Hagen Danner, a UCLA signee from Huntington Beach, Calif., could be drafted in the first round of the MLB amateur draft in June. He said he decided to put himself on a limit of 80 pitches in his senior year to protect against overuse.
He sees the value in the new rules, although he says California’s limit of 110 pitches is too many.
“I believe it is necessary, though, because there have been way too many injuries to younger players lately,” he said. “I think the new rule is still a little high on pitches. I believe it should come down in the 90s. A kid as old as me should not be throwing over 100 pitches.”
While it’s hard to change a pitcher’s mechanics or size, and throwing more slowly isn’t a very good competitive option, a pitch count can limit some of the factors for arm injuries. Because of that, most of the high school coaches USA TODAY Sports contacted favored pitch-count limits.
“I think it is great for the game,” J.L. Mann (Greenville, S.C.) coach Brian Simpson. “It adds an exciting dynamic to managing a game and is beneficial to the players in the long run.”
Others, such as Malvern (Pa.) Prep coach Fred Hilliard, say the rules are a start in the right direction.
“I think they’re long overdue with how some kids have been overused but could be fine-tuned better,” Hilliard said. “Starting a kid for 100 pitches on Monday and then doing the same on Friday is still legal and not good for a kid.”
Enforcement of the rules vary, with some states requiring coaches to keep track of pitches thrown and others using an independent official to keep track. In late-inning situations, teams might be inclined to take more pitches to force off the mound an opposing pitcher who is near the limit. In tournament play, with more games within one week, deep pitching staffs will be a must.
“I think it will be great for saving pitchers’ arms and also developing more kids on the mound,” Easley (S.C.) coach Joshua Warner said.
Year-round play a factor in injuries
Others say the rules won’t stop overuse injuries that are caused by year-round play.
“When I was growing up, you never played as much as they play now,” Arnold said. “You played high school ball and, for a short time, summer ball. That was it. You didn’t play year-round.”
In a release from the Baylor College of Medicine, Bruce Moseley, an orthopedic surgeon, says pitch counts won’t stop injuries if young pitchers don’t get enough rest from throwing in a calendar year.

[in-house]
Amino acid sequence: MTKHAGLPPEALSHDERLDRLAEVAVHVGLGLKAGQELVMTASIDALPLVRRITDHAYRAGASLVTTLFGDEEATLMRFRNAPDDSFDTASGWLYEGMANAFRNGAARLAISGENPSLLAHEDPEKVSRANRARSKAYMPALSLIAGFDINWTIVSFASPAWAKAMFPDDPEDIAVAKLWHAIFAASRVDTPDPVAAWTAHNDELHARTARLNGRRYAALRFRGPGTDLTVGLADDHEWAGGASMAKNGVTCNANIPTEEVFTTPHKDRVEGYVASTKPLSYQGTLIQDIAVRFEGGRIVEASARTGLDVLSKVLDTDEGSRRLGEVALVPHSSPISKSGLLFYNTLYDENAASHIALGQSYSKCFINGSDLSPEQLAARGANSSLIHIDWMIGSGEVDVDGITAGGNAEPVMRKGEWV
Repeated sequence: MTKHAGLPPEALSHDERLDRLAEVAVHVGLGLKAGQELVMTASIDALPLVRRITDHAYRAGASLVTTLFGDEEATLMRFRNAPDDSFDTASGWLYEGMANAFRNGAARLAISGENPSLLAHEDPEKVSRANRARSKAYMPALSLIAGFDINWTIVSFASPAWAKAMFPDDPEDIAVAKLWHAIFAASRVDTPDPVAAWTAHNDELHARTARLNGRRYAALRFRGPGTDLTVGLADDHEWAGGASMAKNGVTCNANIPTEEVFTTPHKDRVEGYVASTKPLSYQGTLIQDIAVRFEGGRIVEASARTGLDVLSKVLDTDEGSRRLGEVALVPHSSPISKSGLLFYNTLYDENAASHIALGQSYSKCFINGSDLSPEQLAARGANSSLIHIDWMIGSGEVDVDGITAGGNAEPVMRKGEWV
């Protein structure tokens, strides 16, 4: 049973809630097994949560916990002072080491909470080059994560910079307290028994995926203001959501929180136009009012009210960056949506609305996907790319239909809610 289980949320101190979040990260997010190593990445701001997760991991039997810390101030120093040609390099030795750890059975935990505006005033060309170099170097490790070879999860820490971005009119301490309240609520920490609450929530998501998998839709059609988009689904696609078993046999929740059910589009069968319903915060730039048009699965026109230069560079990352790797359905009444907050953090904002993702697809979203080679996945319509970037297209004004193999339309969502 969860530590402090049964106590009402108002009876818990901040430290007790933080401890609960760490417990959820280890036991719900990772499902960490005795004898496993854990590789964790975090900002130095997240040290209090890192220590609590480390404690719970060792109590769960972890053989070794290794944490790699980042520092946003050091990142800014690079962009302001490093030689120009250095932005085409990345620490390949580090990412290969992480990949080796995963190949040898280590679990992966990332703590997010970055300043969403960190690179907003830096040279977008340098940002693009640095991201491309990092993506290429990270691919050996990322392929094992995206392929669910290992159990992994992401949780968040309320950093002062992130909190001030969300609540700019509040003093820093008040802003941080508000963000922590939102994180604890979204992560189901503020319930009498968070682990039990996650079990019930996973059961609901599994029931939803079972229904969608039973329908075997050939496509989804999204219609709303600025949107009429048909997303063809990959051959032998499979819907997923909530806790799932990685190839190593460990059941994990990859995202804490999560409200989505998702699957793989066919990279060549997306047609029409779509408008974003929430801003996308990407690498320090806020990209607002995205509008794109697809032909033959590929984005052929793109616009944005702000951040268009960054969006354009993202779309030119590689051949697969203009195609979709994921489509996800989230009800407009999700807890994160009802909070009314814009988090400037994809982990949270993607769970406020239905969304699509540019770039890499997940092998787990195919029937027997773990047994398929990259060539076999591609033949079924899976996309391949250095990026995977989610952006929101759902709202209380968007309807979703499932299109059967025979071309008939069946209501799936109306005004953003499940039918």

“The downside is that every time they are throwing it is putting stress and potentially wear and tear on their joint,” Moseley said. “The body has the ability to repair normal wear and tear every day to maintain the health of the tissues, but if the wear and tear exceeds the body’s ability to repair, there will start to be gradual, permanent damage to tissues.”
Jason Grilli, now with the Blue Jays, was the No.4 overall pick in the 1997 MLB draft out of Seton Hall. He says the most he pitched in a game in college was between 110 to 120 pitches but that the issue is about more than how many pitches you throw.
“I think there’s a correlation between how much you pitch and how well you know how to take care of your arm,” he said. “There’s more to the story than just, ‘He threw 100 pitches.’ Well, OK, you threw 100 pitches, but are you doing the care and the conditioning to continue to maintain that, even prior to the season? I don’t think there’s enough emphasis on teaching kids that part of the program. Nowadays everybody’s got a workout regimen or a program. It’s different.”
Darren Murphy, baseball coach of reigning California Interscholastic Federation Southern Section Division II champion South Hills (West Covina, Calif.), says the changes, while good, won’t solve the root problem.
“(The limits) won’t really affect us because we don’t overthrow kids already, but it will affect playoffs and ability to return kids or not in back-to-back games,” Murphy said. “It’s unfortunate in one regard — it wasn’t a high school issue. It’s a travel-ball issue with kids playing on multiple teams in the offseason, but pitch-count limits are a good thing if it raises awareness on the health of our young pitchers and their futures.”
Arnold’s mega-pitch outing wasn’t his last. He threw 14 innings in another game during his senior year at Irving and as a college junior threw 15 innings in a conference tournament for Texas. In all three cases, he says he didn’t miss his next start.
Still, he sees a pitch-count rule as a positive that his two sons could have used when they were growing up.
“It’s probably a good idea, because some of the coaches I watched my kids coming up with aren’t educated, and they’re leaving guys out there when they’re losing their deliveries and they’re getting underneath pitches and they’re exposing their shoulders and elbows to stresses that could get them hurt,” Arnold said.
Contributing: Ted Berg